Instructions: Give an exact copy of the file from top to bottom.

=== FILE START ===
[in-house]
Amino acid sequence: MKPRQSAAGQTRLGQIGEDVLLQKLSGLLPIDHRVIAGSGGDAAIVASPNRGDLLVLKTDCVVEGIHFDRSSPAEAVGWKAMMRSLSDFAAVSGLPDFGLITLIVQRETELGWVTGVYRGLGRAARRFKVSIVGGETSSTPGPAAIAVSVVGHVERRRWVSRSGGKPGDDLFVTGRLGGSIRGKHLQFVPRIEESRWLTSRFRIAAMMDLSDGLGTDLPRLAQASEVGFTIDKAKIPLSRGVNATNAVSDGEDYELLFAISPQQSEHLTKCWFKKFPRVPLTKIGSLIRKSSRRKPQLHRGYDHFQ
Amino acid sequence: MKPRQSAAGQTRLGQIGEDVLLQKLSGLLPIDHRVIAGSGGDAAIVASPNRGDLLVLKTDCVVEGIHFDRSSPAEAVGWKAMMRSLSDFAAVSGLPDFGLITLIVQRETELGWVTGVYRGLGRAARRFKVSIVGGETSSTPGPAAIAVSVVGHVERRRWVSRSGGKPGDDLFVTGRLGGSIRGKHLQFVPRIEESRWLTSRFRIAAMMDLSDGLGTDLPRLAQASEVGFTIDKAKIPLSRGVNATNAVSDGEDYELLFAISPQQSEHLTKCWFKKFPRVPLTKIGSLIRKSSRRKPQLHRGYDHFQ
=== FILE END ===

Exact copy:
[in-house]
Amino acid sequence: MKPRQSAAGQTRLGQIGEDVLLQKLSGLLPIDHRVIAGSGGDAAIVASPNRGDLLVLKTDCVVEGIHFDRSSPAEAVGWKAMMRSLSDFAAVSGLPDFGLITLIVQRETELGWVTGVYRGLGRAARRFKVSIVGGETSSTPGPAAIAVSVVGHVERRRWVSRSGGKPGDDLFVTGRLGGSIRGKHLQFVPRIEESRWLTSRFRIAAMMDLSDGLGTDLPRLAQASEVGFTIDKAKIPLSRGVNATNAVSDGEDYELLFAISPQQSEHLTKCWFKKFPRVPLTKIGSLIRKSSRRKPQLHRGYDHFQ
Amino acid sequence: MKPRQSAAGQTRLGQIGEDVLLQKLSGLLPIDHRVIAGSGGDAAIVASPNRGDLLVLKTDCVVEGIHFDRSSPAEAVGWKAMMRSLSDFAAVSGLPDFGLITLIVQRETELGWVTGVYRGLGRAARRFKVSIVGGETSSTPGPAAIAVSVVGHVERRRWVSRSGGKPGDDLFVTGRLGGSIRGKHLQFVPRIEESRWLTSRFRIAAMMDLSDGLGTDLPRLAQASEVGFTIDKAKIPLSRGVNATNAVSDGEDYELLFAISPQQSEHLTKCWFKKFPRVPLTKIGSLIRKSSRRKPQLHRGYDHFQ